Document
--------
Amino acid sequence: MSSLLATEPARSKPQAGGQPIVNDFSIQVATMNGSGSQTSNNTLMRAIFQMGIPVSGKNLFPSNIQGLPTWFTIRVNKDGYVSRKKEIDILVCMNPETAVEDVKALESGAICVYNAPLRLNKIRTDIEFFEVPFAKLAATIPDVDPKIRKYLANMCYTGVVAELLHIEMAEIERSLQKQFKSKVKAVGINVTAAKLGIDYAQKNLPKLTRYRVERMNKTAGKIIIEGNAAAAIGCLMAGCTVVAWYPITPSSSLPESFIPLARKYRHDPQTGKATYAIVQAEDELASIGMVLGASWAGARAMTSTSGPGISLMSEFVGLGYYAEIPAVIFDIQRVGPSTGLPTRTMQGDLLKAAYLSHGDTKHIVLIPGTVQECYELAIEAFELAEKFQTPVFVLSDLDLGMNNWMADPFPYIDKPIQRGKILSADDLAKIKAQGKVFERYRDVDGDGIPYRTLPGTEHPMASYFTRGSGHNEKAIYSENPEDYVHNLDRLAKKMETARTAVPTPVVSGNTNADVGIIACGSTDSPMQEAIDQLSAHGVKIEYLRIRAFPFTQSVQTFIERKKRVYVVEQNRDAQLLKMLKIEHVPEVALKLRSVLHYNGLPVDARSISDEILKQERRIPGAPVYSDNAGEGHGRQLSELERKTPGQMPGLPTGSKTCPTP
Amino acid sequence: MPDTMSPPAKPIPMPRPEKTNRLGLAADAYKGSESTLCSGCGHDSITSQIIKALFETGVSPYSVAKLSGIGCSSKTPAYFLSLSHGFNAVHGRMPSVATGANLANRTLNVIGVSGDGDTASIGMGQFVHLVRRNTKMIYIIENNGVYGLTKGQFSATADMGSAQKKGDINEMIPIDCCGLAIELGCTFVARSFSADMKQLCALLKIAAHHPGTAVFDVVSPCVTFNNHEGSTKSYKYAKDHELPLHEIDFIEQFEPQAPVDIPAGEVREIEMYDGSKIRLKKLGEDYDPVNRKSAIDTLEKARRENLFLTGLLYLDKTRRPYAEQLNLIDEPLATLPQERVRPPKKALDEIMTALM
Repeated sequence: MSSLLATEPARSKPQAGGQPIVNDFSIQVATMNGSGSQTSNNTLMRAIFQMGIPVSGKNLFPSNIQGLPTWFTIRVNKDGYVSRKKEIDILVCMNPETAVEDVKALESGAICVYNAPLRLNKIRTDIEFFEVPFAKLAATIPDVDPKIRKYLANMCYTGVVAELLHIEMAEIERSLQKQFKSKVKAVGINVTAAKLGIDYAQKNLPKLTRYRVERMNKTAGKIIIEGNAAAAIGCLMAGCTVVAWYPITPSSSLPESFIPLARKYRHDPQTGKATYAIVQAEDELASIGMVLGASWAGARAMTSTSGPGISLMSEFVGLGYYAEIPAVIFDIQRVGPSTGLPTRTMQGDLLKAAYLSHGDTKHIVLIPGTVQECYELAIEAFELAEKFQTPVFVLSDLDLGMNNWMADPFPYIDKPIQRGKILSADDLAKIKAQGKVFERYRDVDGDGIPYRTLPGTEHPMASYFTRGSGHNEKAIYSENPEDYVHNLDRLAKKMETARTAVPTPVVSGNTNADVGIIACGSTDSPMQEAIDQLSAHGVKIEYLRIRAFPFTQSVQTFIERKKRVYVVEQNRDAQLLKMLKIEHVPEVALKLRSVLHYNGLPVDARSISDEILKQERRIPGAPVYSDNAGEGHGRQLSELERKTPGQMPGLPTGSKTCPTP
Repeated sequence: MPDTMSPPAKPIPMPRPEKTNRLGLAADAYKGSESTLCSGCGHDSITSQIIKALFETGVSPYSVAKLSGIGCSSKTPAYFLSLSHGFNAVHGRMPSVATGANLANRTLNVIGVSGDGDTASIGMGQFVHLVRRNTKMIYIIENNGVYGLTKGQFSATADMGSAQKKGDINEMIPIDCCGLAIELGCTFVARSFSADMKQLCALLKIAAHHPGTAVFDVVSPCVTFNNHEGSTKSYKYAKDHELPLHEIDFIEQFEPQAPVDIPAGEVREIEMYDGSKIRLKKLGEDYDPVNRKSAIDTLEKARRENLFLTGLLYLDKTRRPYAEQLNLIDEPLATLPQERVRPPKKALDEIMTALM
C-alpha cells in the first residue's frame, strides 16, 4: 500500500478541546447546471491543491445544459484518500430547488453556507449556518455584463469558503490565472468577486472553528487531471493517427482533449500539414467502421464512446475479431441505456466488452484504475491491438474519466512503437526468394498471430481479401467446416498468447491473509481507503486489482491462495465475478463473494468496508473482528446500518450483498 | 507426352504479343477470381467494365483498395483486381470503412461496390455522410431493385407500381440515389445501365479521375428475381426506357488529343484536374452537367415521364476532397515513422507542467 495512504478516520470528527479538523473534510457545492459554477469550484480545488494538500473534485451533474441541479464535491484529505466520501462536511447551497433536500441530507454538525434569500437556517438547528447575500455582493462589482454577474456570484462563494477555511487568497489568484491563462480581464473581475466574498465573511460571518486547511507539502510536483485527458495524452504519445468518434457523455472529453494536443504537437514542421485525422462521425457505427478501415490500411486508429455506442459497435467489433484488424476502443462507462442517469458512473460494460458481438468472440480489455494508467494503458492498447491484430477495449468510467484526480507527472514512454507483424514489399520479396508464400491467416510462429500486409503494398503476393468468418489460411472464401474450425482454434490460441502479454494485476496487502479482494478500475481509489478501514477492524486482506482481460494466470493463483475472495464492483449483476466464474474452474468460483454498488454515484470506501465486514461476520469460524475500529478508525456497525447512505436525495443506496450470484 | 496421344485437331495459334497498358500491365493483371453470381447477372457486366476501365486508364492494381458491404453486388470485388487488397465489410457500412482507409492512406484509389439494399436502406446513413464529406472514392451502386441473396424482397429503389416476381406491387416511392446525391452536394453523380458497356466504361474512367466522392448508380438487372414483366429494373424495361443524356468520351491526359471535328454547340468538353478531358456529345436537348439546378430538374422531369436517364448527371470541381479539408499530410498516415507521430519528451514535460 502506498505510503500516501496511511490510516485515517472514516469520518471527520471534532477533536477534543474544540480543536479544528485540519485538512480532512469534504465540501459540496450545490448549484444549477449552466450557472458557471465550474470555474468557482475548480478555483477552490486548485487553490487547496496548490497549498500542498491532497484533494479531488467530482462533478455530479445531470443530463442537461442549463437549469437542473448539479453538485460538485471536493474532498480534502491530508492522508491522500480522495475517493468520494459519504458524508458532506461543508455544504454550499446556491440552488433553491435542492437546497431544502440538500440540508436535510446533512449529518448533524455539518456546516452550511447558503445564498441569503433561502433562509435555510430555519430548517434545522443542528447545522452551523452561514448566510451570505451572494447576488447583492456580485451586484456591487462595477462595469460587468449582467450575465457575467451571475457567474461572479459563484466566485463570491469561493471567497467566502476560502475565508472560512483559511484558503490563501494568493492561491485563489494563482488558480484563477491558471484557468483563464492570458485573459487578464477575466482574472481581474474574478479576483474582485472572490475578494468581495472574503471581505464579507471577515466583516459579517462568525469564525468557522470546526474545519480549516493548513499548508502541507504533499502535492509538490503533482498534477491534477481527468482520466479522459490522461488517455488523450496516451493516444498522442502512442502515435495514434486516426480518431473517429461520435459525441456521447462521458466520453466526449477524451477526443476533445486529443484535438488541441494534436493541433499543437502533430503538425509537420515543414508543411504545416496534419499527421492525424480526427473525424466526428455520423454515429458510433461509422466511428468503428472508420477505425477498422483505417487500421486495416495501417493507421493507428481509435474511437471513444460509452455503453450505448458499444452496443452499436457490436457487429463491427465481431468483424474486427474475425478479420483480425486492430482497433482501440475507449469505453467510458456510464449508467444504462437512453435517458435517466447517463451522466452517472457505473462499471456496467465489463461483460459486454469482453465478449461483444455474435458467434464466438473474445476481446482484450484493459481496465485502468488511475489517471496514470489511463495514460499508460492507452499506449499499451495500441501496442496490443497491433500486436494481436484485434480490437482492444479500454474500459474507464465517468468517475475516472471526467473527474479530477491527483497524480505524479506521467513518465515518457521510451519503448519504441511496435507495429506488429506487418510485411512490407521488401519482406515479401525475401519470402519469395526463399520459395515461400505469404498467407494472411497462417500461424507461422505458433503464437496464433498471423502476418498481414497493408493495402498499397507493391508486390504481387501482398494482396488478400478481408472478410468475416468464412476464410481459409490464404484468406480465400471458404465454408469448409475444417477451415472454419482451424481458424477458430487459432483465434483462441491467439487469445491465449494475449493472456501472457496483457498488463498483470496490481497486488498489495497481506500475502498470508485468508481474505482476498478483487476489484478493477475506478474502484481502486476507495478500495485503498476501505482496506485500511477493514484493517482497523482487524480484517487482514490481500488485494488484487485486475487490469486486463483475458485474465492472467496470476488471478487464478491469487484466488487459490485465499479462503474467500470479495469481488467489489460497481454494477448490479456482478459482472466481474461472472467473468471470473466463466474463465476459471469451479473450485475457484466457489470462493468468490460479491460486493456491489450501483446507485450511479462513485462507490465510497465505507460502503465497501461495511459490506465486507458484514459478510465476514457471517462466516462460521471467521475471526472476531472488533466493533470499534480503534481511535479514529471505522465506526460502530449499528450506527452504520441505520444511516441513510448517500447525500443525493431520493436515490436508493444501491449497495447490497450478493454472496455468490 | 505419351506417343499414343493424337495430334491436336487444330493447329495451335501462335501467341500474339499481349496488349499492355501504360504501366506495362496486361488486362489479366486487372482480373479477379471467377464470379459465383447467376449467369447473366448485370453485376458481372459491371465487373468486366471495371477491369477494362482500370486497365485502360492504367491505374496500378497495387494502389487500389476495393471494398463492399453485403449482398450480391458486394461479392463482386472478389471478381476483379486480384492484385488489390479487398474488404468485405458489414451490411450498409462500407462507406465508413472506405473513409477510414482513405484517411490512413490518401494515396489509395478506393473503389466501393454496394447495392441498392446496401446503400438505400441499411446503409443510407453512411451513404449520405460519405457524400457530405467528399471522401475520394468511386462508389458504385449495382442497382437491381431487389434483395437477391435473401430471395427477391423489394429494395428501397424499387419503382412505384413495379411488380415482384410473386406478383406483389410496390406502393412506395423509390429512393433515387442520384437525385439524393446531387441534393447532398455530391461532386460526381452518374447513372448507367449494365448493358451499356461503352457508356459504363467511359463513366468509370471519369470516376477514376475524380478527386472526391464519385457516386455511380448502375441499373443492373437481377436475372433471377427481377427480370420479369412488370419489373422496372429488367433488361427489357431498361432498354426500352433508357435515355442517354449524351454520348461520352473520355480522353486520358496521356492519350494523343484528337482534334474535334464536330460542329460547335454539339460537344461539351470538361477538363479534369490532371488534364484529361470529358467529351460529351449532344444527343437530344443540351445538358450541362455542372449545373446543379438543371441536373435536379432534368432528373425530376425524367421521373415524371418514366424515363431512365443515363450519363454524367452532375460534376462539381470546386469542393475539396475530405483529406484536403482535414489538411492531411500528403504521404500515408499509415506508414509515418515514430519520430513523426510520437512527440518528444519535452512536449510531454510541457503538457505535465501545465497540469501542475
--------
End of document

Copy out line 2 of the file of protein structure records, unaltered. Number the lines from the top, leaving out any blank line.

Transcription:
Amino acid sequence: MPDTMSPPAKPIPMPRPEKTNRLGLAADAYKGSESTLCSGCGHDSITSQIIKALFETGVSPYSVAKLSGIGCSSKTPAYFLSLSHGFNAVHGRMPSVATGANLANRTLNVIGVSGDGDTASIGMGQFVHLVRRNTKMIYIIENNGVYGLTKGQFSATADMGSAQKKGDINEMIPIDCCGLAIELGCTFVARSFSADMKQLCALLKIAAHHPGTAVFDVVSPCVTFNNHEGSTKSYKYAKDHELPLHEIDFIEQFEPQAPVDIPAGEVREIEMYDGSKIRLKKLGEDYDPVNRKSAIDTLEKARRENLFLTGLLYLDKTRRPYAEQLNLIDEPLATLPQERVRPPKKALDEIMTALM